The second file named file2 should contain This is file2 List the files in this

The second file named file2 should contain this is

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The second file named “file2” should contain: This is file2. List the files in this directory in the way you did above. You should see file1 and file2 there now. 6.7 Displaying files’ contents The cat command displays the entire contents of a file, so you can see file2’s contents by typing: baby:~: cat file2 If the file being displayed contains more than a screenful of text, the more command is preferable, since it displays the file’s contents one page at a time, pausing after each page. baby:~: more file2 After each page is displayed pressing the space bar (when the “ --More-- ” prompt is seen) causes the next page to be displayed, while pressing return or enter causes only the next one line to be shown. Pressing the ’ q ’ key quits displaying the file’s contents. The less command does the same thing as the more command, but has additional capabilities (less is more in this case); you’re encouraged to just use less in place of more in commands like that above. 6.8 Copying a file Now copy the contents of file1 to a new file that will be called file3. baby:~: cp file1 file3 List the files in the directory. file3 should have been added to file1 and file2 in the listing. Look at file3 to see what it has in it, using the cat command: baby:~: cat file3 Since you’re still located in the subdirectory you created of your home directory, to make a copy of file1 in your home directory with the same name you can use any one of the following: baby:~: cp file1 .. baby:~: cp file1 ~ baby:~: cp file1 ~ loginID If the second word after the cp command is a directory name (not a filename) then the file will be copied to that directory, using the same name as it presently has. To make a copy of file1 in your home directory with a different name, such as “testfile”, you can use any of the following: baby:~: cp file1 ../testfile baby:~: cp file1 ~/testfile baby:~: cp file1 ~ loginID /testfile 14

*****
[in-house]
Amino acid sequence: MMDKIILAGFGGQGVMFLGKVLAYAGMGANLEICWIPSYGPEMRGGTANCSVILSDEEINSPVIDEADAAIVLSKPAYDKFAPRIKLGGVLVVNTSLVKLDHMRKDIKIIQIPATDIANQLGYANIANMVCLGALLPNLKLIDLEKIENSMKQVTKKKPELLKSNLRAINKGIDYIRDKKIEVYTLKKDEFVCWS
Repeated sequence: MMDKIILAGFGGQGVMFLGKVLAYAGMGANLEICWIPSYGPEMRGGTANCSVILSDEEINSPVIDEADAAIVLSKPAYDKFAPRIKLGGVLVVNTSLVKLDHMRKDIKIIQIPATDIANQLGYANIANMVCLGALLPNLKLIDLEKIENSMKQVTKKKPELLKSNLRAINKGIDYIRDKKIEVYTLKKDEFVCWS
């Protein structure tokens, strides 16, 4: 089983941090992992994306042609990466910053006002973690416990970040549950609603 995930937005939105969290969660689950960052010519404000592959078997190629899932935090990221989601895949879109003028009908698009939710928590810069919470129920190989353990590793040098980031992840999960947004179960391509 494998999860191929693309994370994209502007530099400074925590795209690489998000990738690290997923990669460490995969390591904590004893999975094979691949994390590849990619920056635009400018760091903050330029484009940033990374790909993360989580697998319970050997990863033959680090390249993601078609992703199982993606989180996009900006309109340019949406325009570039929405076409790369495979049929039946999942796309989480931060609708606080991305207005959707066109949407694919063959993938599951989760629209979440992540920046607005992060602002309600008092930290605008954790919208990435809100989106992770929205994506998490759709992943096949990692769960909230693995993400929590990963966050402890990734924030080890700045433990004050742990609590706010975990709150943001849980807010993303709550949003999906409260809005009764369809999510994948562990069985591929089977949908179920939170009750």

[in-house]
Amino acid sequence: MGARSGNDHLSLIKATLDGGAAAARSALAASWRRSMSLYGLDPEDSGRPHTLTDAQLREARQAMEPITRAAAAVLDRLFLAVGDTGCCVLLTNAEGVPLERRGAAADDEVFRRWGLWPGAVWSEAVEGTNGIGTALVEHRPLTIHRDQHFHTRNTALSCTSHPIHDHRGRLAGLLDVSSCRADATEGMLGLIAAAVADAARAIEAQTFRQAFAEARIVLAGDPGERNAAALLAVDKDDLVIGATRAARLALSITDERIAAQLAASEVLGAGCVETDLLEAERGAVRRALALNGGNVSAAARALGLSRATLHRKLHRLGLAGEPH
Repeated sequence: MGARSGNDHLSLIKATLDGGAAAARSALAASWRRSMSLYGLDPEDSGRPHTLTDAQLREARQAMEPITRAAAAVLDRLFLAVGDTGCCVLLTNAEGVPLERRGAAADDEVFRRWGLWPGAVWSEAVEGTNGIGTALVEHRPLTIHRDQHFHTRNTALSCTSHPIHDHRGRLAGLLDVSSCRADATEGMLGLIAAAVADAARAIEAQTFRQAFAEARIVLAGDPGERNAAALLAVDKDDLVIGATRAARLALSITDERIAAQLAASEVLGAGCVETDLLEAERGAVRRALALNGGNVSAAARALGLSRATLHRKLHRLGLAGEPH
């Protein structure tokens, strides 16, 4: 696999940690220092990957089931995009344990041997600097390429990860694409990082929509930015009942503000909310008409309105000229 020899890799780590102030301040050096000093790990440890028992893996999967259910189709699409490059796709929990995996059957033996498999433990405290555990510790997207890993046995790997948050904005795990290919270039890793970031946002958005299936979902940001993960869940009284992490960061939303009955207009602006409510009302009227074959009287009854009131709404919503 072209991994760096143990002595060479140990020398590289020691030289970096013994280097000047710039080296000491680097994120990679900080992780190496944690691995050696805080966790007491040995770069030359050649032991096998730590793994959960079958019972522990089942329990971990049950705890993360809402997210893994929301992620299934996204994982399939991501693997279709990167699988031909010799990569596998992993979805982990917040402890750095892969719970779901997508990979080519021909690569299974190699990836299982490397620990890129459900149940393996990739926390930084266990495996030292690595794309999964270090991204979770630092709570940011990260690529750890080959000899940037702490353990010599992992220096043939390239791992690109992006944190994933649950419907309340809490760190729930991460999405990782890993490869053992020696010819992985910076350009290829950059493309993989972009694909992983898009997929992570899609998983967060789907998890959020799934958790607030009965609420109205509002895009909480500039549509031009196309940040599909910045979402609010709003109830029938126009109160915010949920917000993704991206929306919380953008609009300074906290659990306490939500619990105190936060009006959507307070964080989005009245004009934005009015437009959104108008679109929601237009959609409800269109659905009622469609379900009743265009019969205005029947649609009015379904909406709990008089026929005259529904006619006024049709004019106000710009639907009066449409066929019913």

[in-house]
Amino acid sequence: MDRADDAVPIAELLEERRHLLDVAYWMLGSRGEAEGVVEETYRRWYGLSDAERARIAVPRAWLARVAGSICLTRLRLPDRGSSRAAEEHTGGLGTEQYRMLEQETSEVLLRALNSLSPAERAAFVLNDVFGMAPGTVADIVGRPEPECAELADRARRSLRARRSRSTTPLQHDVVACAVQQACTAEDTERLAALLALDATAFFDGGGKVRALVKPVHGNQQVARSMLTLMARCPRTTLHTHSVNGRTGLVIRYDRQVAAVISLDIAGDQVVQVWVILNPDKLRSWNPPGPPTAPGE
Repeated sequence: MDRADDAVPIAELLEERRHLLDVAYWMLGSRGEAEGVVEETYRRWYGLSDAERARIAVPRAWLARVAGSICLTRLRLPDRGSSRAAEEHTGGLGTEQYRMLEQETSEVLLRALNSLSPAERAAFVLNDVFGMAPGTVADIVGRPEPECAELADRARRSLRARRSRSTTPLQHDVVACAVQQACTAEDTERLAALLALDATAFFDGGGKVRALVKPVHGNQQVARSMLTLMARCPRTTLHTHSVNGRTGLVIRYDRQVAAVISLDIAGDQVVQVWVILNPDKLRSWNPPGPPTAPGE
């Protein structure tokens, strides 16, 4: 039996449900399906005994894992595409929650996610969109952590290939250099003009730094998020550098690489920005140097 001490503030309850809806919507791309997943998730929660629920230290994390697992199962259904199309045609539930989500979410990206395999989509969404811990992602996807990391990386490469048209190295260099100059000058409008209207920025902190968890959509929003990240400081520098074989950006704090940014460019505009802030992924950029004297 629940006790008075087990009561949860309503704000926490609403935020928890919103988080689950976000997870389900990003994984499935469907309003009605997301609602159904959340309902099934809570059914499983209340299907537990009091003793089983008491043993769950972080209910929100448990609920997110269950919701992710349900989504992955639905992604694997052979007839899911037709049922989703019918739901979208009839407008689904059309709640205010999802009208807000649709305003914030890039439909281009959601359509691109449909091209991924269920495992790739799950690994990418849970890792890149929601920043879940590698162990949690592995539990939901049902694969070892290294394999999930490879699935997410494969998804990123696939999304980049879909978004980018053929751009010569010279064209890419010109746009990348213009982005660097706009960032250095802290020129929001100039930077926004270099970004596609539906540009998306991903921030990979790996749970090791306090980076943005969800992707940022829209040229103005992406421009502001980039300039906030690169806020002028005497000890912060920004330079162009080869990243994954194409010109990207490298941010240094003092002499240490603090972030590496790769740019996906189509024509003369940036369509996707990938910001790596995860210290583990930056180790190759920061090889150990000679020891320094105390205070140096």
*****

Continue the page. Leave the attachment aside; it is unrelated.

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If the second word after the cp command is a filename with another directory’s name in front of it, then the file will be copied to that directory, with that name. The first of these commands shows where you want testfile to be located relative to the current directory (i.e., one directory above the current one). The second and third show where you want testfile to be located relative to your home directory. If your login ID (home directory) was named student123 and you knew that it was located, for example, in the directory /homes, you could also make a copy of file1 from the current directory to your home directory with the name testfile using the command “ cp file1 /homes/student123/testfile ”, but since the full path name is extra work to type there isn’t much advantage to doing so. 6.9 Renaming (moving) a file “Move” file1 by giving it the new name file4: baby:~: mv file1 file4 Look at file4 to see what it has in it: baby:~: cat file4 List using ls. Now the directory should show file2, file3, and file4. Obviously, the difference between a copy and a move is that copy makes an additional copy of the file while move “moves” the file’s contents to another file. It should be noted that there is not actually a move, but a renaming of the file. Since
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